Jiuzhaigou

Jiuzhaigou in China: The Lesser-Known Lake District of The World


Last Updated on January 22, 2020 by Soumya

And where the green could be simply green and the blue could be solely blue; It was a beautiful place on the earth, a place called Jiuzhaigou!

A generous splash of blue and green, a never-ending trail of winding paths and an amazing concoction of towering mountains, fragrant alpine forests, and crystal clear lakes: this was how Jiuzhaigou presented itself to me.

Jiuzhaigou is a nature reserve in the north of the Sichuan province in southwestern China and is not very frequently visited by international tourists even though locals throng it in large numbers. I would have never known about it hadn’t K (my super trip-planner husband) put it as a permanent fixture on our Chinese itinerary.

We arrived in Jiuzhaigou after having explored the vibrant city of Chengdu and the Chengdu Panda Base. I hadn’t the faintest idea of what I would see in Jiuzhaigou and carried in my heart a sense of uncertainty. But, today as I look back, I am thankful to K for taking me to a place so beautiful, a place straight out of my dreams.

We took a flight from Xian to the Jiuzhai Hualong Airport. Sadly I have always had a bad experience with flights in China, either the flight departs late or the baggage turns up hours later. We were delayed quite a bit in our departure from Xian that day. But we arrived in Jiuzhaigou alright, albeit a bit late, and got into a taxi to take us straight to Uncle Jiang’s guest house, the place where we would stay the next couple of days. The cab that picked us from the airport dropped us midway at the mercy of another cab driver. We felt lost amidst the Mandarin blabber and continuous puffs of smoke. But the new driver was kind, ushered us into his car and drove us straight to Jiang’s guest house.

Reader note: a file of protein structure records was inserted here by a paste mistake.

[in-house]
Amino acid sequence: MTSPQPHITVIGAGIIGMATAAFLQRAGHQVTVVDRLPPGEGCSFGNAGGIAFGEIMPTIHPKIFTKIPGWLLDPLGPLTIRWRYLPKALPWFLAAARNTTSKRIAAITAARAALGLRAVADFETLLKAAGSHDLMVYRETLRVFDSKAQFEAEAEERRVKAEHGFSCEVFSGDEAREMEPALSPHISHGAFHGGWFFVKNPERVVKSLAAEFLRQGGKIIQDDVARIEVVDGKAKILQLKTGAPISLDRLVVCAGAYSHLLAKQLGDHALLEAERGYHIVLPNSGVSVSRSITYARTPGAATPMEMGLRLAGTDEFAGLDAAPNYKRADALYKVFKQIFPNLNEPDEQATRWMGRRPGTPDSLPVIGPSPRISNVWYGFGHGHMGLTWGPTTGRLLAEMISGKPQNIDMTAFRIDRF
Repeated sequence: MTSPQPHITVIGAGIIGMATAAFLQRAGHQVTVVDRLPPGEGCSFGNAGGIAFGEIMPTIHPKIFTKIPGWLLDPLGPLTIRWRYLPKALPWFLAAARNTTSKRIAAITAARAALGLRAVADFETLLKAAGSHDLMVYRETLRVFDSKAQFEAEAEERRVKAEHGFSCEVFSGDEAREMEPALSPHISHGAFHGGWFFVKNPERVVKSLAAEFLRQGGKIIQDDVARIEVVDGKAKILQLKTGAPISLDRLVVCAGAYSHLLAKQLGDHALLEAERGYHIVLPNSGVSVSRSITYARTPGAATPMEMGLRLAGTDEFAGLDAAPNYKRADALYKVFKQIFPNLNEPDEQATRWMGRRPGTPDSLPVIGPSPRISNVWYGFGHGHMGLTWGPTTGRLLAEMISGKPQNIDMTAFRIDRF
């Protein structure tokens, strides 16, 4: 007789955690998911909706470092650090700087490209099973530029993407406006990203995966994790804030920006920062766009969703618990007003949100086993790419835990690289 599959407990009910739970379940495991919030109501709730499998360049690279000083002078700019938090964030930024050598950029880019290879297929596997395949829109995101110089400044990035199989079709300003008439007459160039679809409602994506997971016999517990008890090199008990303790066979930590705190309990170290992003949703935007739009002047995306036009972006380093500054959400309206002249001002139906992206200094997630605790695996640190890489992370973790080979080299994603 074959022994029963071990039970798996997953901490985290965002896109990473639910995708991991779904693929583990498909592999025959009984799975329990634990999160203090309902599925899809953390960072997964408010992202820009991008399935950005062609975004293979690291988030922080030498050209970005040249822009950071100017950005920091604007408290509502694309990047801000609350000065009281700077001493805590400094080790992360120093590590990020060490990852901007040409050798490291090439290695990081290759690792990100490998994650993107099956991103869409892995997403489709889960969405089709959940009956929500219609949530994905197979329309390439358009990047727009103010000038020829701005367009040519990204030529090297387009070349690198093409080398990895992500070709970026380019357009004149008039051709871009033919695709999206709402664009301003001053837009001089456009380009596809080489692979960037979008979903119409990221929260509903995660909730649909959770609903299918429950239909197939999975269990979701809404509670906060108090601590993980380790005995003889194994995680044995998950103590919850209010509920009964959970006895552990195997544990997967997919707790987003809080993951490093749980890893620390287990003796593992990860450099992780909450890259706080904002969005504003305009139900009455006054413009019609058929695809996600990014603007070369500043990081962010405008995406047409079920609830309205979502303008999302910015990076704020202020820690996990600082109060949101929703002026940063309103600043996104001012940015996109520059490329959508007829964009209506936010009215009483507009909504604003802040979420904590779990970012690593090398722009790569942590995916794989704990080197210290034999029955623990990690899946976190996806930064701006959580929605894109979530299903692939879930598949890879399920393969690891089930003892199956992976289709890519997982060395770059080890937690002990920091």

Uncle Jiang's Guesthouse
Uncle Jiang’s Guesthouse

Mountains silhouetted by wispy clouds, lush green foliage that you cannot take eyes off and wildflowers that bloom right out of nowhere greet you when you step into this quaint little town of Jiuzhaigou. It is more like a village where people here have built their livelihoods around the nature park and the tourism industry that it supports.

My first glimpse of Jiuzhaigou
My first glimpse of Jiuzhaigou

We went home, slept and woke up really early the next day for our first view of the national park. You have to reach the gates really early to get an unadulterated view of the pristine lakes without all the swarming human heads. It gets pretty crowded if you get in late. The ticket counter was chaotic but we managed to wiggle in, thanks to our Indian habits ;). And then we were on the bus and off to see some of the most beautiful lakes in the world.  We dumped our stuff in a small room at the guest house, showered and then went out to explore. We wandered about the village a little bit and then decided to have dinner. In an attempt to play safe we decided to try out the Chinese restaurant at the Sheraton in Jiuzhaigou with the hopes of an English menu. The menu was very much English, Chinglish I would say. It was difficult to make out what exactly the dishes contained and none of the waiters understood a word of what was written on it. An American Chinese family sitting at an adjoining table were happy to help with the translation and we were so grateful. We had an amazing and filling Chinese dinner.